All they wanted was a routine ballgame.
No late-game disasters.
Good starting pitching, timely hitting, effective relief. The Sox needed it about as much as they've needed it in any game this season, and they got it.
After losing consecutive games to the Cleveland Indians, the Sox avoided a sweep with a 5-2 win yesterday over the Indians, a day after Keith Foulke had surrendered five runs in a 12-8 loss.
With Foulke unavailable yesterday after pitching 1 2/3 innings Tuesday night, the closing role was turned over to Mike Timlin. He got two quick outs in the ninth, then allowed hits to Jhonny Peralta and Coco Crisp before getting Casey Blake on a fly ball to center fielder Johnny Damon to record his first save since April 24, 2004, against the Yankees.
After subpar outings by Bronson Arroyo and Wade Miller, Tim Wakefield proved to be the stopper with seven solid innings, allowing only two solo homers (Blake and Victor Martinez), while his batterymate, Doug Mirabelli, hit a key two-run homer as part of a four-run sixth that turned a 2-1 deficit into a 5-2 lead.
Indians starter Scott Elarton had controlled the early part of the game pretty well. Sox hitters remained their usual patient selves, and by the sixth, the third time around the batting order, they were ready to pounce.
''When you have a pitcher who is throwing two or three pitches for a strike whenever he wants to, it's going to be tough for a lineup," Mirabelli said. ''You have to wait for a mistake and a lot of times that doesn't happen for a while. I know catching against different lineups that are stacked like ours, it's a constant grind. You know that every pitch is important."
Trot Nixon, who had two doubles, scored twice, and drove in a run, said, ''[Elarton] started making mistakes I know he'd like to have back in that sixth inning, and we were able to get some key two-out hits and RBIs. Good-hitting ball clubs like ours are going to do that."
Nixon doubled in Manny Ramírez with the first run in the sixth with a ball off the wall in left-center. After two outs, Mirabelli got one of Elarton's mistakes and sent it over the Monster to break the 2-all tie on a 3-and-1 fastball. When the next batter, Mark Bellhorn, pulled a home run into the right-field seats, Elarton's day was done.
''[Mirabelli] watches pitchers when he sits in between days," said Sox manager Terry Francona. ''He watches everything. He watches pitchers' tendencies and release points. I'm not sure how he kept that ball fair. That ball was running in off the plate. He kept his hands in and got the good part -- you know he talks about getting the barrel to the ball somehow. Whether he has to cheat in, he has a way of doing it with men on base."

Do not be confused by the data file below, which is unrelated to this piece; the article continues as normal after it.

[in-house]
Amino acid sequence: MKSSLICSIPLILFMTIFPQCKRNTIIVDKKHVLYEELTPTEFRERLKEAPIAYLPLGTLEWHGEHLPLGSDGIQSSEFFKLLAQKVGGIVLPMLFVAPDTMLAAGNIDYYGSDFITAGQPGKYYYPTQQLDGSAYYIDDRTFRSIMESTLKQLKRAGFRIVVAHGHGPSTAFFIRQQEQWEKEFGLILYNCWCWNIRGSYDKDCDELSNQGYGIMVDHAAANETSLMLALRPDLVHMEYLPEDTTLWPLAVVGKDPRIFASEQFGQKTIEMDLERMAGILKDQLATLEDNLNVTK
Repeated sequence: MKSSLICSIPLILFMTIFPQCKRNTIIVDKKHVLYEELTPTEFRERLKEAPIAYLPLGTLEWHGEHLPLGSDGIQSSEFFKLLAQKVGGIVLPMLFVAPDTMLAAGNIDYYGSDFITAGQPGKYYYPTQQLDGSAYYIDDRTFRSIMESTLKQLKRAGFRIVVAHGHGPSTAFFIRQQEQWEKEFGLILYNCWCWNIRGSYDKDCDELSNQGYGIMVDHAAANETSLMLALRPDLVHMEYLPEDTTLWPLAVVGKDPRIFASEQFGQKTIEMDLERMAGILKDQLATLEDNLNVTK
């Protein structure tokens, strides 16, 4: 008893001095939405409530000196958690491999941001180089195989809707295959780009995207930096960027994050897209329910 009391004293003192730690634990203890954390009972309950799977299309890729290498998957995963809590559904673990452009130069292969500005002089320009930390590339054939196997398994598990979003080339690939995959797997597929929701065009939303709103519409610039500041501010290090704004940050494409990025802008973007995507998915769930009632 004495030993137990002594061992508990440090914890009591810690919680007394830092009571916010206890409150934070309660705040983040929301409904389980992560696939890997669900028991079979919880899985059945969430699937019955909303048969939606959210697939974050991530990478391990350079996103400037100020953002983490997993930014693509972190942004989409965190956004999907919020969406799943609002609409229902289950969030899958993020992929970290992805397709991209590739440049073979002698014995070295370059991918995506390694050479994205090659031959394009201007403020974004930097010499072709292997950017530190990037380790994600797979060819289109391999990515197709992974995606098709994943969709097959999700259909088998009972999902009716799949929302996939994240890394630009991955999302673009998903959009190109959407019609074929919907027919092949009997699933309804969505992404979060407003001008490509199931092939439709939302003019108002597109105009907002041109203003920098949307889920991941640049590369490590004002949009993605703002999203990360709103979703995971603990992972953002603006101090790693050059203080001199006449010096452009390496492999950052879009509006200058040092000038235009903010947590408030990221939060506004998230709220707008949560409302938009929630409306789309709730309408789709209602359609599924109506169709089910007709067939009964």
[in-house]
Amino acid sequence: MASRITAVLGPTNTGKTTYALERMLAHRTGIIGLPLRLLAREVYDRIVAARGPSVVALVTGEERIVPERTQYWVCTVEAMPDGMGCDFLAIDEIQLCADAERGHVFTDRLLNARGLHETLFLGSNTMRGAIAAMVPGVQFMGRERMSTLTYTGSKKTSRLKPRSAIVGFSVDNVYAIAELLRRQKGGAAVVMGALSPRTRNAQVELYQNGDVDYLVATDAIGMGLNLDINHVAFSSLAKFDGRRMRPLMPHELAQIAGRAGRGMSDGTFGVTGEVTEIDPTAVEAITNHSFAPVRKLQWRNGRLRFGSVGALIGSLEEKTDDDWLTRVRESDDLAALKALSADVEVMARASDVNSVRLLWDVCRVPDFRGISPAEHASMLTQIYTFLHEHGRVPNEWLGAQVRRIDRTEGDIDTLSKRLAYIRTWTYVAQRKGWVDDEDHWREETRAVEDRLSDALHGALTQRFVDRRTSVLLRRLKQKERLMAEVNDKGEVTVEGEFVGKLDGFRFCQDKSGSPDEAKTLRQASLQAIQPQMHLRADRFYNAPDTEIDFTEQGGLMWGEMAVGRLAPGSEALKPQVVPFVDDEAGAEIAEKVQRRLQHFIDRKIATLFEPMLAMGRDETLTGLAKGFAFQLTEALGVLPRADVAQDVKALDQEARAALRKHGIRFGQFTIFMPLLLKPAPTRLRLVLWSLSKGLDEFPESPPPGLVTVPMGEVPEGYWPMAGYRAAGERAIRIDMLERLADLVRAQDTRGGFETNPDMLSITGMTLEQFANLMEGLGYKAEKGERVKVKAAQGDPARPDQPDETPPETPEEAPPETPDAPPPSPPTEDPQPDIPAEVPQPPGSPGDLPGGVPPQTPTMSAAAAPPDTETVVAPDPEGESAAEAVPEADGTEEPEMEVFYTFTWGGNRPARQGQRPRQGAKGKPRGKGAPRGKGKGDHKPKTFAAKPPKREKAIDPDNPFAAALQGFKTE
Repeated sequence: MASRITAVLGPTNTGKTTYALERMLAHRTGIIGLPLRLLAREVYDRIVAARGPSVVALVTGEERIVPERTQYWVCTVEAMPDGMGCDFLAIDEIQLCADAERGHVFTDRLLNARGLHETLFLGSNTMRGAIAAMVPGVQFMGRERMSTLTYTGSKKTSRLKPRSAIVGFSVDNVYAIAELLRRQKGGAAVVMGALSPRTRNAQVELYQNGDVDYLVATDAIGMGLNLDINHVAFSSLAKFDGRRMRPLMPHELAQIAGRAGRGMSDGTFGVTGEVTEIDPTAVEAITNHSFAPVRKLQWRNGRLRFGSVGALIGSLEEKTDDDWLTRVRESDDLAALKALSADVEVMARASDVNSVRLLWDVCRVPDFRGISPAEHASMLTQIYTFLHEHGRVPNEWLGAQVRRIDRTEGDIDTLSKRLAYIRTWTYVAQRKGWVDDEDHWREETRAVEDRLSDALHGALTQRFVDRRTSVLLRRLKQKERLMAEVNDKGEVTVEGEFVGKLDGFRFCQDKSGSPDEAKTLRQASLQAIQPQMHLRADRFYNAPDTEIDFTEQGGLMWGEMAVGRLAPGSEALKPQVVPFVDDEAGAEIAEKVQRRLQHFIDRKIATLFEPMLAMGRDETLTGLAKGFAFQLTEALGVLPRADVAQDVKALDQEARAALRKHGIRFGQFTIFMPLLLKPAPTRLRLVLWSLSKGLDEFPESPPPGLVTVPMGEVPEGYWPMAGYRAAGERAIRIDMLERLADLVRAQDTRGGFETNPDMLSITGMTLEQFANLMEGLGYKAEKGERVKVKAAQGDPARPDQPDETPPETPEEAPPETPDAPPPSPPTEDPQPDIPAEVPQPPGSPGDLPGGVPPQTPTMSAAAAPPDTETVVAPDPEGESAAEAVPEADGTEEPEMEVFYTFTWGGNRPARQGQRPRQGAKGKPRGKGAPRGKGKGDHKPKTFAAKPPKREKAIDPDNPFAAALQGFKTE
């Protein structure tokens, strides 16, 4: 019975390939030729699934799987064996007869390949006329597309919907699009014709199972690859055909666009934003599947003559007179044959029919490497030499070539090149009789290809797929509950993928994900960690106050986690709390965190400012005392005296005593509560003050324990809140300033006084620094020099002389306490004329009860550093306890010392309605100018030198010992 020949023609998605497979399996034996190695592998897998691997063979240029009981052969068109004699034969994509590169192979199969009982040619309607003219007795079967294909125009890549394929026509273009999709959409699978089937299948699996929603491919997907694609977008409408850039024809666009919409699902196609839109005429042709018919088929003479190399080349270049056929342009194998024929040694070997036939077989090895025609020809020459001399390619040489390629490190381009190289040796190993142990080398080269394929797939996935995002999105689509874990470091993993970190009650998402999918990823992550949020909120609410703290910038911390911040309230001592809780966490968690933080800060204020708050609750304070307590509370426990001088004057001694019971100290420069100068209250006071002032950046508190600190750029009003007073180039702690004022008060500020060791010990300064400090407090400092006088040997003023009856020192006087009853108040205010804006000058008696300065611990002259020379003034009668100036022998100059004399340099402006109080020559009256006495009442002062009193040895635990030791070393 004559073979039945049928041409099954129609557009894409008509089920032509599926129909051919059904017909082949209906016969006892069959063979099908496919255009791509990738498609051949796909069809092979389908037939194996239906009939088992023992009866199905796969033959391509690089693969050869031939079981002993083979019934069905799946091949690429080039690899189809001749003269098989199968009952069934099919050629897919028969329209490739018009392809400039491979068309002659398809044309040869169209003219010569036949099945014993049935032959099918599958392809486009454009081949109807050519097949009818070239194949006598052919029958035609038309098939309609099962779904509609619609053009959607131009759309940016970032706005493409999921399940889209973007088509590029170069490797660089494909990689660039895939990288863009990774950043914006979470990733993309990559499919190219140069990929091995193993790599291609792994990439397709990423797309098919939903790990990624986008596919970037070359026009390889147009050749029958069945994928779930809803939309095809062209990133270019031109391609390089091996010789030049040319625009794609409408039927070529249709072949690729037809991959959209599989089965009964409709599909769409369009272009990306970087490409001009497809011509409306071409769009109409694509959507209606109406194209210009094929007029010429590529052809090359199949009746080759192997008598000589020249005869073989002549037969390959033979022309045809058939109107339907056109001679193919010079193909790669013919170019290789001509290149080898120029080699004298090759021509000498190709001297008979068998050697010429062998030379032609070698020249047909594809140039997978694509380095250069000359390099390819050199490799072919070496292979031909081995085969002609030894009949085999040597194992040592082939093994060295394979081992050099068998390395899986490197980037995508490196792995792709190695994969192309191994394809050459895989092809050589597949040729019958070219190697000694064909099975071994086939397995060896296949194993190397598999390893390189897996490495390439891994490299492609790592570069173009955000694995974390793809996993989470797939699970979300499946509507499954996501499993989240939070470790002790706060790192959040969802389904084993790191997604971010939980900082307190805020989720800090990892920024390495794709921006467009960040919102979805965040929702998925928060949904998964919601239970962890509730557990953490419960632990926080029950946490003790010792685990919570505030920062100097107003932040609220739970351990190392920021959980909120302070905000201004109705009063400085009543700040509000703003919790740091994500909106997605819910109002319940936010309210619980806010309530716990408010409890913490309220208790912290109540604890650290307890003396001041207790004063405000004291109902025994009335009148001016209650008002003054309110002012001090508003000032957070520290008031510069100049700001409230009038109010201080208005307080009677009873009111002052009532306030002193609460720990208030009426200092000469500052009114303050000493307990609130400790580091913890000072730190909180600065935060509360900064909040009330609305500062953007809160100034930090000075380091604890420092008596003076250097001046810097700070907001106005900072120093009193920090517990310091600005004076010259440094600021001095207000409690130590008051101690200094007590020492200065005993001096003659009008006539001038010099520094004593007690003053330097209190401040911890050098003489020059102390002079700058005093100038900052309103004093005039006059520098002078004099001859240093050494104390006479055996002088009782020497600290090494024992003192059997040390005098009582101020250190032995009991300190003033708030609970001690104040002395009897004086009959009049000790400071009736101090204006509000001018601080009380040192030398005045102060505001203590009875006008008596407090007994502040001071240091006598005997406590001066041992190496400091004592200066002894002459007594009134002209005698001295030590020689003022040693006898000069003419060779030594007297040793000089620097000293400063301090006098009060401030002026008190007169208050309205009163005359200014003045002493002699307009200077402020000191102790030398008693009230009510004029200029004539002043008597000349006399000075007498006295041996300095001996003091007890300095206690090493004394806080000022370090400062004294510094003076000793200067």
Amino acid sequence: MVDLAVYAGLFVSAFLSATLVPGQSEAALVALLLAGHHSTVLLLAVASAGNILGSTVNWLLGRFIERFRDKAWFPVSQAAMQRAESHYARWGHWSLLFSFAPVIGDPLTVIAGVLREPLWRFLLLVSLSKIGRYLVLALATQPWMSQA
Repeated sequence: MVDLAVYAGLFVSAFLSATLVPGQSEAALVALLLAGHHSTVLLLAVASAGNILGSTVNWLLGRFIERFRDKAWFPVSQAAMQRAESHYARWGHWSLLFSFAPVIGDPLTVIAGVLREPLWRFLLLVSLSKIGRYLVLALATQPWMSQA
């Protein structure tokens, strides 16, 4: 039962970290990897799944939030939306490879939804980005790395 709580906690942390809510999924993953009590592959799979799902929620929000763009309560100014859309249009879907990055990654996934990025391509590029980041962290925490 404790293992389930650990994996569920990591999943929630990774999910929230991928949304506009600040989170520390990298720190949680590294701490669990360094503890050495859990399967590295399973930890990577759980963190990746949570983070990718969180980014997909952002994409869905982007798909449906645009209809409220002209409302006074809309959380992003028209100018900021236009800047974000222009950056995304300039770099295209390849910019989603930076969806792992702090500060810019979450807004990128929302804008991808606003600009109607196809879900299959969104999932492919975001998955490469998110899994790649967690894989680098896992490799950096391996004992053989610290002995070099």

The hitting component is just one of the facets of his game. His relationship with Wakefield has proved to be a winning combination, and Wakefield's surge of late has coincided with Mirabelli's return from the disabled list June 12 after missing 20 games with a sprained left wrist.
Wakefield had lost four straight starts in Mirabelli's absence, but since his return is 3-0 with a 0.93 ERA in four starts, working at least seven innings in each of them. The only negative for Wakefield was Blake breaking his scoreless streak at 19 2/3 innings with a two-out homer in the fifth.
''It's something that's taken a long time to develop," said Mirabelli of his relationship with Wakefield, which began in 2001. ''We hit it off when I was traded over here. I caught him probably eight or nine of his last starts that year. Grady Little saw the success we had and he just said, 'Let's not try to fix something that's not broken.' From there it's just been a constant building process."
Wakefield thought he had better stuff his previous two times out, but said he was able to make a big pitch yesterday when he needed it.
The Sox drew first blood against Elarton (4-3) when John Olerud, getting the start at first base, got the first of his two hits with a wall single to drive in Nixon for his 1,200th career RBI. The Indians then took the lead on the solo homers in the fifth and sixth innings.
''It was a big win for us because we needed to stop the losing streak and make sure it didn't snowball into something much larger, especially after the last two nights," Olerud said. ''It's something I think that makes all of us enjoy the day off a little more. You never want to be swept by a team at home."
But the most encouraging aspect was watching the much-maligned bullpen rebound.
It didn't start well when Matt Mantei threw six straight balls to begin the eighth. Mantei got a visit from pitching coach Dave Wallace, and he told Wallace that he was experimenting with a new leg kick, but decided he was going to scrap it. He retired the next three batters to set the stage for Timlin.
Timlin got two quick outs and the crowd was on its feet before the Indians threatened with a pair of hits. But Timlin hunkered down and got Blake to end it.
''If that's what [Francona] wants, if that's what the team needs, that's what I'll do," Timlin said about closing. ''I just looked at it like I was pitching the eighth or the seventh. You get in a mode where if you start thinking ahead, that's when you get in trouble."
Francona was on record that there's no ''quarterback controversy" regarding the closer's role. He said Foulke's his guy.
But yesterday the crowd just wanted a less-hectic day. And Wakefield, Mirabelli, Timlin & Co. delivered.